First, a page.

• Report: GOP Readying Net Neutrality Compromise
    Republican lawmakers reportedly are readying a bill that would require broadband providers to follow some net neutrality principles, but would stop short of classifying them as utilities. The proposal, which reportedly is backed by the cable and telecom industry, would establish "Title X" -- a new broadband-focused section of the Telecommunications Law.
  • U.S. Consumers Have Limited Options For High-Speed Web, Commerce Dept. Says
    Lest there was any doubt, competition among broadband providers remains lacking -- at least at speeds of more than 10 Mbps. That's according to the Commerce Department, which this week released a new report regarding the state of broadband availability. Researchers found that people who want service of at least 10 Mbps -- which Federal Communications Commission Chairman Tom Wheeler says should be the new definition of broadband -- typically have a choice of just two wireline providers.
  • Many FCC Commenters Oppose Net Neutrality, Sunlight Foundation Says
    The Federal Communications Commission said in October that its proposed net neutrality regulations drew a record-breaking 3.9 million comments. Many people seemed to assume that a good portion of those comments, if not most of them, came from net neutrality supporters. But a large number of commenters actually opposed new restrictions on broadband providers, the nonprofit Sunlight Foundation says in a new report.
  • Google Asks Appeals Court To Lift 'Innocence Of Muslims' Ban
    Attorneys for Google and actress Cindy Lee Garcia faced off this week at the 9th Circuit Court of Appeals, where they argued about whether Garcia is entitled to an injunction forcing Google to remove the clip "Innocence of Muslims" from YouTube. The hearing marked the latest twist in a legal dispute dating to late 2012, when Garcia sued Google for copyright infringement.
  • Leahy Pushes ISPs To Swear Off Fast Lanes
    Broadband providers have "disappointed" Sen. Patrick Leahy by refusing to promise to avoid creating paid online fast lanes. "An Internet that is split into the 'haves' and 'have-nots' is unacceptable," Leahy said in a statement issued late last week. "That is why the FCC should enact clear and enforceable rules to prevent 'paid prioritization' agreements that would allow some content providers to out-bid smaller competitors to gain fast-lane service to customers online." The statement marks a continuation of Leahy's efforts to extract no-fast-lane promises from Internet service providers.
  • Verizon Exec Says Net Neutrality Regs Won't Stop 'Short-Term' Investment In Network
    Earlier this week, Panasonic, Ericsson, Sandvine and other tech companies warned that a move to classify broadband service as a utility could harm themselves as well as the overall economy. The companies argued that reclassifying broadband service would curb network investment by Internet service providers. That slowdown in spending would "flow downstream," eventually affecting the entire U.S. economy, the tech companies said in a letter to lawmakers and the Federal Communications Commission.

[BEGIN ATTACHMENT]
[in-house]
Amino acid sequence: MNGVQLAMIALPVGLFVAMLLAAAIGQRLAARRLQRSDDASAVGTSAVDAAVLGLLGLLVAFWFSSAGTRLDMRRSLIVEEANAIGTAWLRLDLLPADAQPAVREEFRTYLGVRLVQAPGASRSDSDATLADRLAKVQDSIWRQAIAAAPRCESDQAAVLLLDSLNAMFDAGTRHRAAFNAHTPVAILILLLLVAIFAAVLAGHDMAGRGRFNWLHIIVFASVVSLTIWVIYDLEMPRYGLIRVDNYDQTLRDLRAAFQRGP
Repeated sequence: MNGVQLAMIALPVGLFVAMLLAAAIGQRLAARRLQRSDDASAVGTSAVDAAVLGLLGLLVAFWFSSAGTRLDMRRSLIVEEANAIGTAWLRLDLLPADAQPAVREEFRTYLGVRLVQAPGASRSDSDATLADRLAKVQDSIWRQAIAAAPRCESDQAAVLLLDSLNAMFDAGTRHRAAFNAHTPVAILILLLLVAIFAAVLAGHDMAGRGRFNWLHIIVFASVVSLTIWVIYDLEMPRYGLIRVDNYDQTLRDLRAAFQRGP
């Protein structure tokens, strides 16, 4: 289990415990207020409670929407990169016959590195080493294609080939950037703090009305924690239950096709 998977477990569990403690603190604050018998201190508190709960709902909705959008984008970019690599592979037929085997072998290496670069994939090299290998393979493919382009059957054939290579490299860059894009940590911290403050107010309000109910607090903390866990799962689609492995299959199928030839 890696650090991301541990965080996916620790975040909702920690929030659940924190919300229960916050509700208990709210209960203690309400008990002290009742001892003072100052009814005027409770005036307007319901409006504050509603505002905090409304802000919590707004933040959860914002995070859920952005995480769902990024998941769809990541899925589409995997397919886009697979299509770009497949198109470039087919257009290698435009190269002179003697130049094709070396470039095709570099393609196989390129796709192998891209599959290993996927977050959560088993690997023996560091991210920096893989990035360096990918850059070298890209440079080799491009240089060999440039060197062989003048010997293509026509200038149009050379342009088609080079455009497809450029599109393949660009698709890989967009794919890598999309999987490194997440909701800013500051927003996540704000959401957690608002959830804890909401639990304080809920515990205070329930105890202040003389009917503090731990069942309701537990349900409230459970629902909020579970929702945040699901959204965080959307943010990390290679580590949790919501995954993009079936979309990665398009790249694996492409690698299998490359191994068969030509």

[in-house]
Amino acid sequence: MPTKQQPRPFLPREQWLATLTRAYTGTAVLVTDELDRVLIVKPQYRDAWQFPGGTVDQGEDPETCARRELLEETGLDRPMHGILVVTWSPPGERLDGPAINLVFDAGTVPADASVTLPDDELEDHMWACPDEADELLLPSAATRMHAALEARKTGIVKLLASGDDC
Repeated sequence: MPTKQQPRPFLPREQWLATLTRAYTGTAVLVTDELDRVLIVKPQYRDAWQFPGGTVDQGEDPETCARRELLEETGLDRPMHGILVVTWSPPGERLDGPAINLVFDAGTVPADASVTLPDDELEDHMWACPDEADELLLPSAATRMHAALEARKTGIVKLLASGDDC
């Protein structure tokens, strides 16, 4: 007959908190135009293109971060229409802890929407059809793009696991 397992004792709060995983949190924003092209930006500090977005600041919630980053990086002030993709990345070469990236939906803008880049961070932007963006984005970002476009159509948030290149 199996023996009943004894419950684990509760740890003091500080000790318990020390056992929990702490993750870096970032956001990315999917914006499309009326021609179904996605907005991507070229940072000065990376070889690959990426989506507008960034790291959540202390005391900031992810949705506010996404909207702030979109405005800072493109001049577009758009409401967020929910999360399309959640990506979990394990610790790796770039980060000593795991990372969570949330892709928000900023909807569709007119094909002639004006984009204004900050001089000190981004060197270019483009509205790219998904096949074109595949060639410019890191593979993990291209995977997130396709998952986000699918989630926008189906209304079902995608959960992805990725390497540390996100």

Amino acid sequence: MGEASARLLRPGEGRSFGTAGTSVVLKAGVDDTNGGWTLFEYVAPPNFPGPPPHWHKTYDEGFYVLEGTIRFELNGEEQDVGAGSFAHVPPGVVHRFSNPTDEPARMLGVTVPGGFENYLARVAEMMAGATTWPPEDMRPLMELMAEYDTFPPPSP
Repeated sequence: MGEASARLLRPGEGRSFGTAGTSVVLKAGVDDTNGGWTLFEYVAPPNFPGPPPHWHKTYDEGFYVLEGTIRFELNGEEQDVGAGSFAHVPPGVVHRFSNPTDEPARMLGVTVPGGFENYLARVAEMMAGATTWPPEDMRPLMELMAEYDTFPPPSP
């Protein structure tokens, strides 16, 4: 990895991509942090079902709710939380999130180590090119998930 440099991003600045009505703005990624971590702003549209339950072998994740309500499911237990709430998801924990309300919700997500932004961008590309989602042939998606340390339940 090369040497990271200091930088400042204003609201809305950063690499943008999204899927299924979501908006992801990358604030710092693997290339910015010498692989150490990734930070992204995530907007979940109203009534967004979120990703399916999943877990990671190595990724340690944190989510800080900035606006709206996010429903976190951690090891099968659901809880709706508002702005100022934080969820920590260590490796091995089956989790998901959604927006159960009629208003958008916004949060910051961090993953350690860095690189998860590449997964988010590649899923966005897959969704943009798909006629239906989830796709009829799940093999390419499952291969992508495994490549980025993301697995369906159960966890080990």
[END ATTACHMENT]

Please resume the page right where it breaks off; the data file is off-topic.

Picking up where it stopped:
• PointRoll Pays $750,000 To Settle Safari Hack Investigation
    Gannett's PointRoll has agreed to pay $750,000 to settle an investigation by six attorneys general into whether the company circumvented Safari users' no-tracking settings. The deal, announced today by the New Jersey Attorney General, also requires PointRoll to refrain from overriding users' cookie-blocking settings -- including default settings -- and to implement a privacy program, among other terms. Other states joining the settlement are Connecticut, Florida, Illinois, Maryland and New York.
  • Coalition Of Academics Opposes Blanket Ban On Paid Fast Lanes
    More than two dozen economics and law professors are urging the Federal Trade Commission to weigh in against any new broadband regulations that would prohibit online fast lanes. "This is not a case where the potential risks would be so great and the potential harms so dire that extreme preventative measures are needed," the academics said this week in a letter asking the FTC to involve itself in the Federal Communications Commission's attempt to craft net neutrality rules.
  • Native Ads Need Privacy Disclosures, BBB Warns
    Companies that promote products online via native ad campaigns must comply with the industry's privacy code, a unit of the Better Business Bureau said today in a compliance warning. "Native advertisements personalized for consumers based on their prior browsing across websites must comply with the Digital Advertising Alliance's (DAA) Self-Regulatory Principles for Online Behavioral Advertising," the BBB's online accountability program said. "Companies involved in interest-based native ads are responsible for meeting all the requirements of the OBA Principles, just as they would be with respect to any other [interest-based ads]."
  • Verizon Touts Toll-Free Data In New FCC Filing
    Verizon is pressing the Federal Communications Commission to endorse the idea that broadband providers can offer "sponsored data" features, which allow companies to pay for their material to be exempted from consumers' data caps. "Sponsored data and other arrangements that only address pricing and that do not result in the differential treatment of traffic should be presumed reasonable given the potential consumer benefits," Verizon says in a new FCC filing.
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